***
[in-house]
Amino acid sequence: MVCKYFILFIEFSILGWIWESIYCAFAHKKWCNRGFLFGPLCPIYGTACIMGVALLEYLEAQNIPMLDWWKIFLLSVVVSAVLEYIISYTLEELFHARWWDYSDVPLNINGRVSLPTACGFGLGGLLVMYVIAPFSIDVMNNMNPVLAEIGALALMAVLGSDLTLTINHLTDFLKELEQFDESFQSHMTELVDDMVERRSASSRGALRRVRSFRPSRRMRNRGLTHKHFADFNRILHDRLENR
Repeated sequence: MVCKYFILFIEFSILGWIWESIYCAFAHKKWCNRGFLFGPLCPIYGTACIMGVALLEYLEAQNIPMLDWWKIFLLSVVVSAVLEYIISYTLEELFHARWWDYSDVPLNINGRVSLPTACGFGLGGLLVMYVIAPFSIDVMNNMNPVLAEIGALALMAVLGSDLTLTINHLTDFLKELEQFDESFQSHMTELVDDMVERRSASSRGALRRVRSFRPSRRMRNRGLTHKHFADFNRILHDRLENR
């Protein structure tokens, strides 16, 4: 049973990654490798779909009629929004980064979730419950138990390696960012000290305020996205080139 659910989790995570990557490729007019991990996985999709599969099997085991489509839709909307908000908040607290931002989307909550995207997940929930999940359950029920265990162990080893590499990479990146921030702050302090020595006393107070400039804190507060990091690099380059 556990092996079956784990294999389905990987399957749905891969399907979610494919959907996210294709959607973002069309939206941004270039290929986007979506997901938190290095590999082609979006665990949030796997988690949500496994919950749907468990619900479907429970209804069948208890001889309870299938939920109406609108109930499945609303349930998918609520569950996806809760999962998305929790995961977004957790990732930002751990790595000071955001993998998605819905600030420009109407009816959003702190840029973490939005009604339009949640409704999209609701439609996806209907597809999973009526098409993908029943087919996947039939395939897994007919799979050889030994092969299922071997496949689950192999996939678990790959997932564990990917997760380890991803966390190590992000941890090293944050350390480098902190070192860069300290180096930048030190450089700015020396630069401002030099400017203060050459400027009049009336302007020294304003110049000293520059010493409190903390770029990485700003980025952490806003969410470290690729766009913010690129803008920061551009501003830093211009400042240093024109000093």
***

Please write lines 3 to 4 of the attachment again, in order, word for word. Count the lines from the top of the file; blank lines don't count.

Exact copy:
Repeated sequence: MVCKYFILFIEFSILGWIWESIYCAFAHKKWCNRGFLFGPLCPIYGTACIMGVALLEYLEAQNIPMLDWWKIFLLSVVVSAVLEYIISYTLEELFHARWWDYSDVPLNINGRVSLPTACGFGLGGLLVMYVIAPFSIDVMNNMNPVLAEIGALALMAVLGSDLTLTINHLTDFLKELEQFDESFQSHMTELVDDMVERRSASSRGALRRVRSFRPSRRMRNRGLTHKHFADFNRILHDRLENR
């Protein structure tokens, strides 16, 4: 049973990654490798779909009629929004980064979730419950138990390696960012000290305020996205080139 659910989790995570990557490729007019991990996985999709599969099997085991489509839709909307908000908040607290931002989307909550995207997940929930999940359950029920265990162990080893590499990479990146921030702050302090020595006393107070400039804190507060990091690099380059 556990092996079956784990294999389905990987399957749905891969399907979610494919959907996210294709959607973002069309939206941004270039290929986007979506997901938190290095590999082609979006665990949030796997988690949500496994919950749907468990619900479907429970209804069948208890001889309870299938939920109406609108109930499945609303349930998918609520569950996806809760999962998305929790995961977004957790990732930002751990790595000071955001993998998605819905600030420009109407009816959003702190840029973490939005009604339009949640409704999209609701439609996806209907597809999973009526098409993908029943087919996947039939395939897994007919799979050889030994092969299922071997496949689950192999996939678990790959997932564990990917997760380890991803966390190590992000941890090293944050350390480098902190070192860069300290180096930048030190450089700015020396630069401002030099400017203060050459400027009049009336302007020294304003110049000293520059010493409190903390770029990485700003980025952490806003969410470290690729766009913010690129803008920061551009501003830093211009400042240093024109000093």